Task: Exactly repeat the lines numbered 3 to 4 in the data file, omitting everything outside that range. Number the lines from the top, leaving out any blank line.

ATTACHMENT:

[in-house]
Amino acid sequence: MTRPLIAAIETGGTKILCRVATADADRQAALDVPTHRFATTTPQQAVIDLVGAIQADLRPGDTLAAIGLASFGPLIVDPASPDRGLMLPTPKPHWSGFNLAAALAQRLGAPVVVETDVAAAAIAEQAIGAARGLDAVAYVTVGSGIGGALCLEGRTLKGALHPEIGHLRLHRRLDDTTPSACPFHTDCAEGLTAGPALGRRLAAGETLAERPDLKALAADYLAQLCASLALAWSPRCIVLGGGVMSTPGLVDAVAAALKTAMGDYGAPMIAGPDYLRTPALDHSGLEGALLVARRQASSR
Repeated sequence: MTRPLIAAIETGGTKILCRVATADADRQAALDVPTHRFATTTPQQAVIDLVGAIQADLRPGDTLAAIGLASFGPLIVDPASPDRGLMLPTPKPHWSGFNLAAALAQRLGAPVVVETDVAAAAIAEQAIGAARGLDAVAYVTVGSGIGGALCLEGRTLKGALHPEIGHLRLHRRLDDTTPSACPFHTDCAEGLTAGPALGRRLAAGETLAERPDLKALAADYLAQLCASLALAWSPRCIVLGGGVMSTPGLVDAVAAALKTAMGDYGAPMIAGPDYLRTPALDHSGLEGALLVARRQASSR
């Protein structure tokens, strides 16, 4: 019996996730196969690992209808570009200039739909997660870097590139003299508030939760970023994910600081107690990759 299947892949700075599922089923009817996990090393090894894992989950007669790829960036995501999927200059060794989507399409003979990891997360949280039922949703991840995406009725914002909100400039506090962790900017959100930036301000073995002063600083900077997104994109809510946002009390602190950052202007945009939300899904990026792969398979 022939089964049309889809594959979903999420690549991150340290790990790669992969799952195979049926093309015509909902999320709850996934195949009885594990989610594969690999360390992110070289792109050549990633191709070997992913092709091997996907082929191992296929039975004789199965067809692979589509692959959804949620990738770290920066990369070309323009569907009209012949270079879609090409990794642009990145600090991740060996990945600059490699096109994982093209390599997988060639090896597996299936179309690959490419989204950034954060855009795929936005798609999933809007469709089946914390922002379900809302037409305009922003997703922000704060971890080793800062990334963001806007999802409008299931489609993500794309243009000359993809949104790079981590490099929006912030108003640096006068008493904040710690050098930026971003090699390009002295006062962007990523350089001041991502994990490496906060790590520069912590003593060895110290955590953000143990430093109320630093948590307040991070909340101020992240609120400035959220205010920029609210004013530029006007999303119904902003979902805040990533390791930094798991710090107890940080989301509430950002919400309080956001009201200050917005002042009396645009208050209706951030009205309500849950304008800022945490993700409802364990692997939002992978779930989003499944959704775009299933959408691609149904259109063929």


Repeated sequence: MTRPLIAAIETGGTKILCRVATADADRQAALDVPTHRFATTTPQQAVIDLVGAIQADLRPGDTLAAIGLASFGPLIVDPASPDRGLMLPTPKPHWSGFNLAAALAQRLGAPVVVETDVAAAAIAEQAIGAARGLDAVAYVTVGSGIGGALCLEGRTLKGALHPEIGHLRLHRRLDDTTPSACPFHTDCAEGLTAGPALGRRLAAGETLAERPDLKALAADYLAQLCASLALAWSPRCIVLGGGVMSTPGLVDAVAAALKTAMGDYGAPMIAGPDYLRTPALDHSGLEGALLVARRQASSR
């Protein structure tokens, strides 16, 4: 019996996730196969690992209808570009200039739909997660870097590139003299508030939760970023994910600081107690990759 299947892949700075599922089923009817996990090393090894894992989950007669790829960036995501999927200059060794989507399409003979990891997360949280039922949703991840995406009725914002909100400039506090962790900017959100930036301000073995002063600083900077997104994109809510946002009390602190950052202007945009939300899904990026792969398979 022939089964049309889809594959979903999420690549991150340290790990790669992969799952195979049926093309015509909902999320709850996934195949009885594990989610594969690999360390992110070289792109050549990633191709070997992913092709091997996907082929191992296929039975004789199965067809692979589509692959959804949620990738770290920066990369070309323009569907009209012949270079879609090409990794642009990145600090991740060996990945600059490699096109994982093209390599997988060639090896597996299936179309690959490419989204950034954060855009795929936005798609999933809007469709089946914390922002379900809302037409305009922003997703922000704060971890080793800062990334963001806007999802409008299931489609993500794309243009000359993809949104790079981590490099929006912030108003640096006068008493904040710690050098930026971003090699390009002295006062962007990523350089001041991502994990490496906060790590520069912590003593060895110290955590953000143990430093109320630093948590307040991070909340101020992240609120400035959220205010920029609210004013530029006007999303119904902003979902805040990533390791930094798991710090107890940080989301509430950002919400309080956001009201200050917005002042009396645009208050209706951030009205309500849950304008800022945490993700409802364990692997939002992978779930989003499944959704775009299933959408691609149904259109063929």